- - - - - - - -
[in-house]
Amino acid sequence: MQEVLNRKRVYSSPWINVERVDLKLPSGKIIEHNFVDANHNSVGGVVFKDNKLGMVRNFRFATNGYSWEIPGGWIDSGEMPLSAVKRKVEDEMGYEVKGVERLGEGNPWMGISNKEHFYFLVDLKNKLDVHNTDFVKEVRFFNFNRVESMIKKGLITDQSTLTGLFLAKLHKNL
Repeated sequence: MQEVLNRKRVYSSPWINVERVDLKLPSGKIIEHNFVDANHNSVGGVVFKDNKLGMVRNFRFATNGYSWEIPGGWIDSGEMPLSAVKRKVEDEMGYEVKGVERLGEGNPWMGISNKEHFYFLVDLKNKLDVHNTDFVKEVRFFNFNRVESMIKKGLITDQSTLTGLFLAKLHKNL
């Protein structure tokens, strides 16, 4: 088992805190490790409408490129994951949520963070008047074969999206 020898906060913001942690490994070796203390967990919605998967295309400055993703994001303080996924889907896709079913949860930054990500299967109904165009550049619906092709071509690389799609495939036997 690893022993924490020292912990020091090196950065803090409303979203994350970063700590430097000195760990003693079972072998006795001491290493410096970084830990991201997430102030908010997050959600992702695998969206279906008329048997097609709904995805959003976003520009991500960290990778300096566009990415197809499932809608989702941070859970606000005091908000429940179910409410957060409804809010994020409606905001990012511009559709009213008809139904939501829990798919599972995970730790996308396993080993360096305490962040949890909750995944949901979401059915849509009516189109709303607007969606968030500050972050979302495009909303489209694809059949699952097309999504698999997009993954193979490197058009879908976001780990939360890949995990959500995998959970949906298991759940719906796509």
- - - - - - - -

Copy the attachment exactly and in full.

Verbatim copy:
[in-house]
Amino acid sequence: MQEVLNRKRVYSSPWINVERVDLKLPSGKIIEHNFVDANHNSVGGVVFKDNKLGMVRNFRFATNGYSWEIPGGWIDSGEMPLSAVKRKVEDEMGYEVKGVERLGEGNPWMGISNKEHFYFLVDLKNKLDVHNTDFVKEVRFFNFNRVESMIKKGLITDQSTLTGLFLAKLHKNL
Repeated sequence: MQEVLNRKRVYSSPWINVERVDLKLPSGKIIEHNFVDANHNSVGGVVFKDNKLGMVRNFRFATNGYSWEIPGGWIDSGEMPLSAVKRKVEDEMGYEVKGVERLGEGNPWMGISNKEHFYFLVDLKNKLDVHNTDFVKEVRFFNFNRVESMIKKGLITDQSTLTGLFLAKLHKNL
């Protein structure tokens, strides 16, 4: 088992805190490790409408490129994951949520963070008047074969999206 020898906060913001942690490994070796203390967990919605998967295309400055993703994001303080996924889907896709079913949860930054990500299967109904165009550049619906092709071509690389799609495939036997 690893022993924490020292912990020091090196950065803090409303979203994350970063700590430097000195760990003693079972072998006795001491290493410096970084830990991201997430102030908010997050959600992702695998969206279906008329048997097609709904995805959003976003520009991500960290990778300096566009990415197809499932809608989702941070859970606000005091908000429940179910409410957060409804809010994020409606905001990012511009559709009213008809139904939501829990798919599972995970730790996308396993080993360096305490962040949890909750995944949901979401059915849509009516189109709303607007969606968030500050972050979302495009909303489209694809059949699952097309999504698999997009993954193979490197058009879908976001780990939360890949995990959500995998959970949906298991759940719906796509």